How to Escape Middle Seats and Find Better Ones

woman on plane-sunsetStuck in the middle seat, in a row that doesn’t recline, next to a screaming baby? Before frantically searching for an ejection button, check out these tips from Michelle Higgins in an article for The New York Times on how to upgrade to a better seat.

So-called premium economy—a roomier class of seats between business and coach—has long been offered by international carriers on transatlantic flights, she writes. But recently, domestic airlines have caught on to the concept. American Airlines, for example, now offers Main Cabin Extra seats with 4 to 6 inches of extra legroom. United Airlines is expanding its Economy Plus rows, also offering 4 to 6 inches of extra legroom. And Delta has introduced Economy Comfort, with an extra 4 inches of legroom.

Airlines save their best seats for their best customers, says Higgins. But even if you’re not an elite flier, there are still several ways to make yourself comfortable. Here are her strategies for finding the best seat:

DON’T SHOP FOR PRICE ALONE. Spirit Airlines and JetBlue both fly A320 aircrafts between Boston and Fort Lauderdale, FL, but seats are configured very differently. Most of Spirit’s seats don’t recline, while JetBlue’s are much roomier. Even though Spirit is often the cheapest, just a few dollars more will get you JetBlue’s free DirectTV at every seat and those much-coveted 34 inches between coach seats (almost 3 feet), compared with 28 inches on Spirit.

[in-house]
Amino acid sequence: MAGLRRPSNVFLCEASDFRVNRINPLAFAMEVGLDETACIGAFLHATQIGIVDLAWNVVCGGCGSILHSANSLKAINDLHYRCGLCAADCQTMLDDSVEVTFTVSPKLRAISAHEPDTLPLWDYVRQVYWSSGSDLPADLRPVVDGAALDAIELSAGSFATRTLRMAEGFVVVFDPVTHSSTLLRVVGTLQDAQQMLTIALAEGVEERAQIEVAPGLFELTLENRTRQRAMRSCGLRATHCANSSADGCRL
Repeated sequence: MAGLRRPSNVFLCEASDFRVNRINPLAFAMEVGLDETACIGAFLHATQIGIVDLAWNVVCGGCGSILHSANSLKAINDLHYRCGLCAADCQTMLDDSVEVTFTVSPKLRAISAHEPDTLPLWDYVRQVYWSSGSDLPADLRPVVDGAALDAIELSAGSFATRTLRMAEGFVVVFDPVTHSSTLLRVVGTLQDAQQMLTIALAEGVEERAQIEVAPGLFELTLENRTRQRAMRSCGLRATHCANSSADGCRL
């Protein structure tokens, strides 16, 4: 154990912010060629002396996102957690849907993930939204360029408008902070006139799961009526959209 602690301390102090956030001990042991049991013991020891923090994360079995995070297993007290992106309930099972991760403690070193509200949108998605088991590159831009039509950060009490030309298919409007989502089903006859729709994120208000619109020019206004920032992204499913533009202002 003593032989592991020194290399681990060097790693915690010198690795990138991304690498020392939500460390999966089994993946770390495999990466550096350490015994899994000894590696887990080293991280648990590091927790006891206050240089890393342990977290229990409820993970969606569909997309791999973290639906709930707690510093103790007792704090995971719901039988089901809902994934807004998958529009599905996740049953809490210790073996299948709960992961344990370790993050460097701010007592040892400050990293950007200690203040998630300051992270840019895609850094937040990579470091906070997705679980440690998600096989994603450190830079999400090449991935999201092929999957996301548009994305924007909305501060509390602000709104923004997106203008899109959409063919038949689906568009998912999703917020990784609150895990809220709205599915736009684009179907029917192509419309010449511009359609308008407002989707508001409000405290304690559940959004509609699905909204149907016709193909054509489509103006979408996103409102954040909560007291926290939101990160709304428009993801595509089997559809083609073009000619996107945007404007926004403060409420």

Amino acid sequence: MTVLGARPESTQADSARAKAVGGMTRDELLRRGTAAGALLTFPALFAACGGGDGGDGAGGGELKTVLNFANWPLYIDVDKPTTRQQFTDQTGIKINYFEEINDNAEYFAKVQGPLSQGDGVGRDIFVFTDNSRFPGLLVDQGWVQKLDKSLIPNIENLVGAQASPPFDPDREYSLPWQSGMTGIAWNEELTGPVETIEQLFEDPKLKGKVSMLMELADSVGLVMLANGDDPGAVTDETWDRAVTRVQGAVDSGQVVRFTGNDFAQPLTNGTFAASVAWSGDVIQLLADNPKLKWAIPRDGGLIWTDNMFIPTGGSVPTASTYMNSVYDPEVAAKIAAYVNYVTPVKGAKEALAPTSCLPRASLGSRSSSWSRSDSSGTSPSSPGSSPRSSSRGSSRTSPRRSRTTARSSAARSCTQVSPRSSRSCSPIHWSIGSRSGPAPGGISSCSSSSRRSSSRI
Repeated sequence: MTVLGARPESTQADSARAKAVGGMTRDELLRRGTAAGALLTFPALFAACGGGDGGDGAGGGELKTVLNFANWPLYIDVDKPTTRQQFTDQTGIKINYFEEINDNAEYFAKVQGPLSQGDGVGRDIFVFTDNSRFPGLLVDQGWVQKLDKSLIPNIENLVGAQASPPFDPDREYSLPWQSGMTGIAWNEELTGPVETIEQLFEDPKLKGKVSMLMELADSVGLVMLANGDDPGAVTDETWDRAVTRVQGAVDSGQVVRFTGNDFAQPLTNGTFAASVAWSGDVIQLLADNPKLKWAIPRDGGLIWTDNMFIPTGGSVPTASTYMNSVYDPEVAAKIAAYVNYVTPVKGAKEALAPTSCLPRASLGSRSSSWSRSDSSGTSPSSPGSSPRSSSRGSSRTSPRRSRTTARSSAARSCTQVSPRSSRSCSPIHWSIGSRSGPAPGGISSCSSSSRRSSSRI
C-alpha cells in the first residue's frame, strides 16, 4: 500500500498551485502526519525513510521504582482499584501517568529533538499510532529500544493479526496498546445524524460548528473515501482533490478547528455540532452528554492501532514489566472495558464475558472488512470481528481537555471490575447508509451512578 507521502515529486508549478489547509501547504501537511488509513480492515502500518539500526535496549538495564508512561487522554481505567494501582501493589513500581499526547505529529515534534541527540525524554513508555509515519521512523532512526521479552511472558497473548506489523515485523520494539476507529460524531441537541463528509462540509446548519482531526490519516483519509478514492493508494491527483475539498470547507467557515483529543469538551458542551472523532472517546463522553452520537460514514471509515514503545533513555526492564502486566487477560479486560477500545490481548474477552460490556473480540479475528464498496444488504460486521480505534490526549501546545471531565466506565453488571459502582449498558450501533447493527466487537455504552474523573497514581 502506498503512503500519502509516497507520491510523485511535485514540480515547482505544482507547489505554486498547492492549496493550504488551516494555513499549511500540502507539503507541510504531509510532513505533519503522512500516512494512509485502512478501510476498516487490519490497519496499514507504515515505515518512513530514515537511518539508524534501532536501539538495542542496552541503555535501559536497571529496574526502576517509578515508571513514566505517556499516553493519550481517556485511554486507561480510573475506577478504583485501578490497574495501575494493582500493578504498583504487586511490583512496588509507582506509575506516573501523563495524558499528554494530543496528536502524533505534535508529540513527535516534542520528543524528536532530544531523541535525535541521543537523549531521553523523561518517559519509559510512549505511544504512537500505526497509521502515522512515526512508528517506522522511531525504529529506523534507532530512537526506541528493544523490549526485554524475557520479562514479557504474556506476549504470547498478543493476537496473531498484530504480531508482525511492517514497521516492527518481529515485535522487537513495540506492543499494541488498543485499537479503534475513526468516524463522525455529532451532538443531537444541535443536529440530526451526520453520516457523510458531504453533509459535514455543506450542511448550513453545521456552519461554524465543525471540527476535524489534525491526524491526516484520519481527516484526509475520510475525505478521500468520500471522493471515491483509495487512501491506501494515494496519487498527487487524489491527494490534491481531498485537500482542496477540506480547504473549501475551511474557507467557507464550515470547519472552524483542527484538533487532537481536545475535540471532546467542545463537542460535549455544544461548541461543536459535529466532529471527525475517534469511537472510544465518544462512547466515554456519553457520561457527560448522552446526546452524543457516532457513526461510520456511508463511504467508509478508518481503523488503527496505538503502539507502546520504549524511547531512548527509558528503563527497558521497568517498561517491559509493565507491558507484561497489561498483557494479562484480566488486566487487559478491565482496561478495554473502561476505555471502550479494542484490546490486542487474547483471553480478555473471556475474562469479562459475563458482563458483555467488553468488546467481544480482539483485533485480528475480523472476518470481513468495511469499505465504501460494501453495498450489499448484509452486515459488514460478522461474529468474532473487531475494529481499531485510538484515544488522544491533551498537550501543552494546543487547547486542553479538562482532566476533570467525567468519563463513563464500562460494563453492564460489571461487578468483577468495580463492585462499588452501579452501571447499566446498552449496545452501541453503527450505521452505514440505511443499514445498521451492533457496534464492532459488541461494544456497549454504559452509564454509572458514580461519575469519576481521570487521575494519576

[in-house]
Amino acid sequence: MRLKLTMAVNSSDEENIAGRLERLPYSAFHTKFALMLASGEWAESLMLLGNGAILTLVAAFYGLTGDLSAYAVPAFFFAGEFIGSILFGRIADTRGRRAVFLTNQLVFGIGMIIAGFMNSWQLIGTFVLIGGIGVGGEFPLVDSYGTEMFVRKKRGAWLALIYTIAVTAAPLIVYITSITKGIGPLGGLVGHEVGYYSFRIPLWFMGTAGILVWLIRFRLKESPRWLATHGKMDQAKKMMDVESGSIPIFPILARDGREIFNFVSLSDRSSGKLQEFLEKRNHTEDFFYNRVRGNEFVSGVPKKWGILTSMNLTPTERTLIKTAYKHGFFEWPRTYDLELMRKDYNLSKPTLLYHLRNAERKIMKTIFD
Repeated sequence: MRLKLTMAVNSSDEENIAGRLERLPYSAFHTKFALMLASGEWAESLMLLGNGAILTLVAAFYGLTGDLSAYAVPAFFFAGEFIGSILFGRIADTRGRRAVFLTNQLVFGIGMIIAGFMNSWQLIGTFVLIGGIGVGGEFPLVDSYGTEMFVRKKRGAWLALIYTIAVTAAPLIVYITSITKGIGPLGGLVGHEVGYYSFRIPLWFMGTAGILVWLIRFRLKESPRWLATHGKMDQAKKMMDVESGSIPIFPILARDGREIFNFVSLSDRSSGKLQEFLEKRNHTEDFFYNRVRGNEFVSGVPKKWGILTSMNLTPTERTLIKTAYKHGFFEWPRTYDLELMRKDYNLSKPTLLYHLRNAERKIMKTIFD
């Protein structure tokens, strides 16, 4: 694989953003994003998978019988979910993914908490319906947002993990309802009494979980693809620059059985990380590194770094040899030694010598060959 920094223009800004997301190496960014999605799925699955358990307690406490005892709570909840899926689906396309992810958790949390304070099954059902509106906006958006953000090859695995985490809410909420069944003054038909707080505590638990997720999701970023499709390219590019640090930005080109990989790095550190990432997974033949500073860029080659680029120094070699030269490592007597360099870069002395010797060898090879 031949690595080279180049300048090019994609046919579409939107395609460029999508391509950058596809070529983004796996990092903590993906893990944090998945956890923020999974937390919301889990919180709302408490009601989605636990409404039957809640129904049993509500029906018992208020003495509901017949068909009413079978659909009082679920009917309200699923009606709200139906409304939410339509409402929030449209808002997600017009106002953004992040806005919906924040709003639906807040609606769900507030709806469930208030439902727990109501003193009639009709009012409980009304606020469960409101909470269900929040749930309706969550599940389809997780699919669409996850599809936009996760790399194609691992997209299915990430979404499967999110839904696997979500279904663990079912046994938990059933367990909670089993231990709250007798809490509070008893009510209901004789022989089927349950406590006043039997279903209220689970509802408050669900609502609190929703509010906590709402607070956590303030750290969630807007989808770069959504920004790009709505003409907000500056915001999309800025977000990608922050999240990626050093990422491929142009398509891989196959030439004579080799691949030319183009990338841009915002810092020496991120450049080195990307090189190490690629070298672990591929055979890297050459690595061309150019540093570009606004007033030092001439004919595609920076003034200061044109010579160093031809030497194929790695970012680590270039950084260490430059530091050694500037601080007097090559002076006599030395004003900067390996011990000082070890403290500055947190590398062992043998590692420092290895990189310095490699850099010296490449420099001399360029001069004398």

USE TECHNOLOGY TO FIND A BETTER SEAT. Most major airlines let passengers select seats when booking, so be sure to look at diagrams on the airline’s homepage to see which spots are open. Then cross-reference your findings with Web sites like SeatGuru or SeatExpert which show which exit-row seats won’t recline. To avoid a middle seat, sign up for free alerts at; once you select the seat you want (aisle or window), if one becomes available, you’ll receive an e-mail so you can grab it.

CALL A TRAVEL AGENT. Airlines’ websites don’t always show every available seat, but travel agencies that handle a lot of airline bookings often receive access to special codes or customer support desks that can unblock coveted seats. Travel advisers such as Virtuoso have special relationships with airlines, can see what’s available, unblock these seats and assign them to you.

BE OPEN TO COMPROMISE. If you’re traveling as a couple, one tactic is to reserve a window and aisle in the hopes the middle seat will stay empty. With planes currently so full, however, chances of that middle seat remaining open are rare. Another strategy is to sit across the aisle from each other, so that neither of you ends up in the middle.

PLAY THE NICE CARD. Being willing to switch seats (without complaining) so that families can sit together goes a long way in endearing you to flight attendants who are often so grateful for your help in appeasing passengers that they’ll comp you a drink, or even better, upgrade you to a prime seat if one becomes available.

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